Reuse of Wastewater in Mediterranean Region, Egyptian Experience

[Reuse of Wastewater in Mediterranean Region, Egyptian Experience]

Water scarcity in the Mediterranean region is one of the most seriousissues. A number of reasons are behind this situation, which include, but are notrestricted to, the relatively uneven distribution of precipitation, high temperatures,increased demands for irrigation water, and impacts of tourism. Climate change is expected to aggravate the situation even more. The use of wastewater is one of the most sustainable alternatives to cope with water shortage. It would have a numberof advantages that include closing the gap between supply and demand, stoppingthe pollution of fresh water resources, providing sound solution to water scarcityand climate change, and helping to achieve Millennium Development Goals. WithEgypt, trying to cope with water shortage issues, The Ministry of Water Resources,MWRI has developed a NationalWater Resources Plan, with wastewater reuse as acentral mechanism. At present, there are more than 200 wastewater treatment plantsin the country. Urban coverage of improved sanitation gradually increased from45% in 1993 to 56% in 2004. In contrast, rural sanitation coverage remainsincredibly low at 4%. The low coverage, in combination with a sub-optimaltreatment, results in some problems of water pollution and degradation of healthconditions because the majority of villages and rural areas discharge their rawdomestic wastewater directly into the waterways. Drainage water reuse is practicedon a very large scale. The official reuse of agricultural drainage water in irrigationamounted to 4.84 km3/year in 2001. The present aim of the Government of Egypt isto reuse up to 8 km3/year in new reclamation areas in the near future.Meanwhile, ElSalam canal, one of the mega projects in Egypt is transferring a mix of fresh Nilewater and wastewater to Sinai, to irrigate thousands of newly reclaimed areas.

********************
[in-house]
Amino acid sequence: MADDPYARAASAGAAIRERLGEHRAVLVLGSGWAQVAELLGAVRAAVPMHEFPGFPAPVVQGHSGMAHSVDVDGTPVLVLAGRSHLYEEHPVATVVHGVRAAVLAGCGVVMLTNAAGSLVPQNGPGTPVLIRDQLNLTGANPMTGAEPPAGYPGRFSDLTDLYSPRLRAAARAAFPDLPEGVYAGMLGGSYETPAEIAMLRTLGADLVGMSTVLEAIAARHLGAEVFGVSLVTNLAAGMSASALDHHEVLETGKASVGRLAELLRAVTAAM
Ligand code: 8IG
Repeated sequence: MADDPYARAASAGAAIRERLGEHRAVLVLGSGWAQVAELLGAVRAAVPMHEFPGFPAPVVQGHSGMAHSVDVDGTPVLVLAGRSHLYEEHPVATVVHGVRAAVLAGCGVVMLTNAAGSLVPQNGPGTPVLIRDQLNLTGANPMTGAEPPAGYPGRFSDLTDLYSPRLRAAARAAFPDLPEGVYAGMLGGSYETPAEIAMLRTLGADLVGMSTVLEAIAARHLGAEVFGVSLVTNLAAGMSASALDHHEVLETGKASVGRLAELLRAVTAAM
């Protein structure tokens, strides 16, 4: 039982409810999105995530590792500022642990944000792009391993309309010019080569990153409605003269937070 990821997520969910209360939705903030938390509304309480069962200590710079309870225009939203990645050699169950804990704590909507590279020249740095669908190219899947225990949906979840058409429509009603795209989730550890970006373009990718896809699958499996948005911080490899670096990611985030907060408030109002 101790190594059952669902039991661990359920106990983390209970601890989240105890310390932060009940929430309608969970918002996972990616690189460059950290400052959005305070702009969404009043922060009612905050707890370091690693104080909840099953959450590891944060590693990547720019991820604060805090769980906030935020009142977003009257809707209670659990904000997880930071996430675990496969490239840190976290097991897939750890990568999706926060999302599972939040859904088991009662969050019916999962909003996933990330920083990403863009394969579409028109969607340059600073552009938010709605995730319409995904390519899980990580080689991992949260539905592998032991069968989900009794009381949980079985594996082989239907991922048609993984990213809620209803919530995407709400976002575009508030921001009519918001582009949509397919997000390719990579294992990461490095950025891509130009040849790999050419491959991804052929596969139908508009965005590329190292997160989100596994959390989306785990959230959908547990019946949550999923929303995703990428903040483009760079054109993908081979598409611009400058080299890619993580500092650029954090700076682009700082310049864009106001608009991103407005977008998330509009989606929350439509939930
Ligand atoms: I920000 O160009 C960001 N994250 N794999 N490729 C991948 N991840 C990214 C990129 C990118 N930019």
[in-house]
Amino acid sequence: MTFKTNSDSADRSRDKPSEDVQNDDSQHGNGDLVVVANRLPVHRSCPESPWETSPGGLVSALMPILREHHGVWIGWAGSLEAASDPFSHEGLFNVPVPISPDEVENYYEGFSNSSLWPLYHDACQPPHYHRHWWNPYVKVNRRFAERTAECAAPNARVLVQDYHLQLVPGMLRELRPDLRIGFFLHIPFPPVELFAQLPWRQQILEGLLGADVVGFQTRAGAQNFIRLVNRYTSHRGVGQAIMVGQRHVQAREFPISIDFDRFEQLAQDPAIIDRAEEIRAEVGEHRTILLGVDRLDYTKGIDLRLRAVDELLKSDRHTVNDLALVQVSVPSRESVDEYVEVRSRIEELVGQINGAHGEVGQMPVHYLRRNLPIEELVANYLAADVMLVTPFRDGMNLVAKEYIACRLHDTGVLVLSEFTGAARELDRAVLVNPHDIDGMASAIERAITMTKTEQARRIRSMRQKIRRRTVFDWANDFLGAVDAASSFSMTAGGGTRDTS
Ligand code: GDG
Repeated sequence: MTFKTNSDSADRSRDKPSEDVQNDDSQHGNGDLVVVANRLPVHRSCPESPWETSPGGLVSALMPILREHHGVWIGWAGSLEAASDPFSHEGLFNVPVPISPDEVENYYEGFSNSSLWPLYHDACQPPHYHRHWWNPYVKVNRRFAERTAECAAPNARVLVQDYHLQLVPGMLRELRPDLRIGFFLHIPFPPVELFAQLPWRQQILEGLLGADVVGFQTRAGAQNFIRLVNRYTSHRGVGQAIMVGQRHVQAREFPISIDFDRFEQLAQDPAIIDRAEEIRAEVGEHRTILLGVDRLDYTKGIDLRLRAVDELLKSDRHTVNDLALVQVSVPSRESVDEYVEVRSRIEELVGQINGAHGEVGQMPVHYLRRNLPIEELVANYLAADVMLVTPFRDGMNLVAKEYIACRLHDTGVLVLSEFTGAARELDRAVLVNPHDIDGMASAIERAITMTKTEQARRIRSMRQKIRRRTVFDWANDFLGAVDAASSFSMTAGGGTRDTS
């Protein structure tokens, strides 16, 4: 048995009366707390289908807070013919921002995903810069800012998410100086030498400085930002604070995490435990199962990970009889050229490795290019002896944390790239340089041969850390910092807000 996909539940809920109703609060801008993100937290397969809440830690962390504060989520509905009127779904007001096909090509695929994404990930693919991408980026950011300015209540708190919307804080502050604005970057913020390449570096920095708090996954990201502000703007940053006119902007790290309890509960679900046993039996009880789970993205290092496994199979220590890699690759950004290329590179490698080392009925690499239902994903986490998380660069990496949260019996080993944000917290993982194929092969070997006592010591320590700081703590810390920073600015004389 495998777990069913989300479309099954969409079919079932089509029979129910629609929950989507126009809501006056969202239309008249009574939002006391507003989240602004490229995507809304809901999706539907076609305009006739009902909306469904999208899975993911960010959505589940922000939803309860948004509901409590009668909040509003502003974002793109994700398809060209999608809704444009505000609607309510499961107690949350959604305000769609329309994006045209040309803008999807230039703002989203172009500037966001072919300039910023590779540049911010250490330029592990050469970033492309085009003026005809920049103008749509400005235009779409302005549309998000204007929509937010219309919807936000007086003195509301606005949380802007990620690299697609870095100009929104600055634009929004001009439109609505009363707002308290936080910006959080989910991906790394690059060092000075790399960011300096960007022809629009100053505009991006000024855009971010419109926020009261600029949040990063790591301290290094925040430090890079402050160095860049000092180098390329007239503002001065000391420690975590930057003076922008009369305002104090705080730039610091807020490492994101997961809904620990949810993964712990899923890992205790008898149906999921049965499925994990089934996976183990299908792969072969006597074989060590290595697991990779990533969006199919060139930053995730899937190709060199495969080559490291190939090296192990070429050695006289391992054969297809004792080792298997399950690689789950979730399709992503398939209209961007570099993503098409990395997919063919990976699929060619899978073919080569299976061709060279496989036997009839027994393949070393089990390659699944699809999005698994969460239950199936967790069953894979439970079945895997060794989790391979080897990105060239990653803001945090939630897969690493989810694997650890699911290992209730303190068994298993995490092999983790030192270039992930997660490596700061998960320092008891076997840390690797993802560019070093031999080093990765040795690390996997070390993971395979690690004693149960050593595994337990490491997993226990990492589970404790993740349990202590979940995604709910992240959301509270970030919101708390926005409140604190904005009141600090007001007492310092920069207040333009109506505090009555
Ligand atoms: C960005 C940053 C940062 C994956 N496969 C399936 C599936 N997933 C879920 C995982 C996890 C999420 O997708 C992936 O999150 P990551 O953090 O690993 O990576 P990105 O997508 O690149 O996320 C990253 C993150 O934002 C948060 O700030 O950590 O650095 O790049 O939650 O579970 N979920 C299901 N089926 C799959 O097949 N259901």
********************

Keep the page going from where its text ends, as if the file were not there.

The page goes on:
Suez Canal University

Language: Inglés

Format: PDF

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